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County figuring out how to spend new tax money
November 13, 2012, 05:00 AM By Michelle Durand Daily Journal Staff

Now that San Mateo County succeeded in passing a half-cent sales tax for the next decade, officials have a new challenge — figuring out exactly how to spend the $60 million it is expected to generate every year.

Officials could not legally mandate Measure A’s uses prior to Election Day because it was a general tax requiring only a simple majority. However, they did offer a list of possibilities including pricey seismic upgrades at private Seton Medical Center in Daly City to stave off its closure and a handful of the usual needs like public safety, parks, jail staffing and child care.

Going into the election, tax backers and others like successful supervisorial candidate Warren Slocum said they definitely wanted to establish guidelines or methodology for distributing the money and crafting the partnership with Seton. With the dust settling from the election in which Measure A secured a hefty 2 to 1 victory in no small part due to the $1.4 million campaign bankrolled by Seton, the time will soon arrive to start divvying up the funds.

The supervisors appear in agreement that a public process is key.

"My recommendation would be maybe a meeting in each district and as we collect public comment putting all of it into the budget process. It’s almost time to start that again, too,” said Supervisor Carole Groom.

The tax, which hikes the rate to 8.75 percent, cannot take effect prior to April which Groom said gives the county ample time for a thoughtful and, if necessary, elongated approach.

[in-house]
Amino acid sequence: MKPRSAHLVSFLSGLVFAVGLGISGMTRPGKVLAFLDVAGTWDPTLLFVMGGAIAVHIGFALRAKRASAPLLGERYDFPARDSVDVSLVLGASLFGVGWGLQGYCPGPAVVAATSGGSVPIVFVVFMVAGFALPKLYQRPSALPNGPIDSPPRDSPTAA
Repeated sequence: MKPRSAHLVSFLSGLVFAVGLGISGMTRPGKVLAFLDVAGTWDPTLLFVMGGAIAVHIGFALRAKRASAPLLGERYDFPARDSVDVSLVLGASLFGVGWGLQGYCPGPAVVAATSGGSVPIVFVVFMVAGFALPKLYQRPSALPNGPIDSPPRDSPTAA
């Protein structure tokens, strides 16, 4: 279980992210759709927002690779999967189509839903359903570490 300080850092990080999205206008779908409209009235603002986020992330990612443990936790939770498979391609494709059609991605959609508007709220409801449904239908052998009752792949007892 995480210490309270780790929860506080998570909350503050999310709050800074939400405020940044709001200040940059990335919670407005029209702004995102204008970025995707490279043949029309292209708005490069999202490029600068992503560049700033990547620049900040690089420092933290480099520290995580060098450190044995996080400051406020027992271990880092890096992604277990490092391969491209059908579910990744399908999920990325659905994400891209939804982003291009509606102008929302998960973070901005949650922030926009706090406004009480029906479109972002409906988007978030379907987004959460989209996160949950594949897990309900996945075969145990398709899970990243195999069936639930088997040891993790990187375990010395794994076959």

"We don’t want to rush into this. My choice is to go slow because this is an opportunity voters haven’t given us very often and if we squander it they may not give us another one,” Groom said.

Groom and the others don’t anticipate much action, though, until after the new year when Supervisor Don Horsley is expected to take up the helm as board president and Slocum is installed as in the District Four seat.

Horsley said part of the undertaking includes establishing an independent oversight board for the funds. The board might also have some say in the money generated by the 2.5 percent rental car tax in the unincorporated areas passed by voters in June but nothing is concrete, Horsley said.

Although Horsley also wants public input before formalizing fund recipients, he still has a personal wish list that includes health care for seniors and parks infrastructure like water treatment facilities. The latter, he said, is an example of a need the public would likely support if it only knew about them which is why the supervisors need to balance public input with their own information.

Horsley said the Sheriff’s Office is already looking at its needs for possible funding including its activities league. Groom said some department heads, like Human Services Agency’s Beverly Beasley Johnson, have also given the board a list of areas that fell victim to dramatic cuts like job training and child care.

Groom also thinks transportation might be another area because, even with dedicated tax revenue for those needs, the funding is still thin.